That is the key restoration needed. We are most likely to be condemned to fight, as a country and as individuals, when it is not clear that bullying will be met with overwhelming retaliation. The worst times in which to live are when there is no clear consequence for aggression, when hostile parties are uncertain about their relative strength, when there may be relative equality, or worse, a power vacuum.
Defence is least used when the likely outcome is clear.

 

Comments

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  • Chuck Bird
  • March 20th, 2009
  • 10:33 am

Sounds very sensible and balanced. No one should have the right to assault some one with a weapon because someone is stealing or damaging their property. However,one should have the right to present a weapon if they suspect their property is being stolen or damaged if the intention is to defend themselves if attacked but not for purposes of retribution.

[…] Zen Trucking added an interesting post today on An old man with a slug gunHere’s a small readingBy requiring the Courts to consider the effect on trying to deter criminals if victims are convicted. […]

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I am not prepared to shag around these discussions much anymore Stephen, I keep defensive weapons, its not an attitude of “make my day punk” , just an attitude of being like the boy scout being prepared,

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  • George
  • March 23rd, 2009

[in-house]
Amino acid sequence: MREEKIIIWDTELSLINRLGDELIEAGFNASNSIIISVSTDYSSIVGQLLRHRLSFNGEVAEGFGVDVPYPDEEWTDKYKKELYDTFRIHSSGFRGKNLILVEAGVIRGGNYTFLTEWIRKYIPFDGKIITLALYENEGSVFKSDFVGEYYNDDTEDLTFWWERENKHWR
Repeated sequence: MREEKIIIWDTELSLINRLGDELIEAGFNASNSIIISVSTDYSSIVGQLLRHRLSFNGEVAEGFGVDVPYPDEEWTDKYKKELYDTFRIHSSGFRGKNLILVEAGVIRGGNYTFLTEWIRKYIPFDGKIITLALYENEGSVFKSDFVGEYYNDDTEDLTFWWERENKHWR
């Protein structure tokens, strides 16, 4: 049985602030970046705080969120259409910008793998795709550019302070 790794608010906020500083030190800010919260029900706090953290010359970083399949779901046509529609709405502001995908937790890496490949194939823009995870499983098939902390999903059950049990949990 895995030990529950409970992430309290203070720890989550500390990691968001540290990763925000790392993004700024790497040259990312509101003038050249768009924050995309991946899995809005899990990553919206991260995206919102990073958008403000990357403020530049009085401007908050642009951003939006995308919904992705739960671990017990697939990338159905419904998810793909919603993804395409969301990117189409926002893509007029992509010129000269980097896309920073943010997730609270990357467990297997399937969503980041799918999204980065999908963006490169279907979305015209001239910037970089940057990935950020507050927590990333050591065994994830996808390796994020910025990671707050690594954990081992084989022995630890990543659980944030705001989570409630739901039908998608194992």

• 11:19 am

The way our law stands at present it is an affront to civilisation. Western society stands largely on two pillars, the Judaic code[and hence the Christian] and the Greek.
They, including Roman Republic, included the right to self defence as part of the law. If the bearing of arms is legal, then consideration must turn to the intent on bearing them. If you have [as we do now] an increasing amount of armed and violent robbery and home invasion it can be reasonably presumed the criminal in your home is malevolent and predisposed to harming you and yours, [as well as robbing you.] Removing the threat with the aid of a legally owned weapon is reasonable and just.

Our present law cockily arraigns itself against the bible, the Talmud, Aristotle, Cicero, Aquinas, The Enlightenment, common sense and natural justice.

To what purpose?

“As of oligarchy so of tyranny…Both mistrust the people, and therefore deprive them of their arms.” Aristotle, Politics, book 5, part x, 350 BC.

For me, the simple sentence in Exodus 22.v 2
says it all.

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  • James
  • March 24th, 2009
  • 11:42 am

The right to life contains within it the corollary right to defend it and remain alive.To posses the means to defense is a logical abstraction from that….and you do not require anyones permission to do so.

We have a State to protect pre existing natural rights….we don’t have rights by virtue of having a State.And a State should never be able to tell peaceful people what they may own.

[…] REFLECTIONS placed an observative post today on An old man with a slug gunHere’s a quick excerptMy amending Supplementary Order Paper would protect acts of self-defence as follows: […]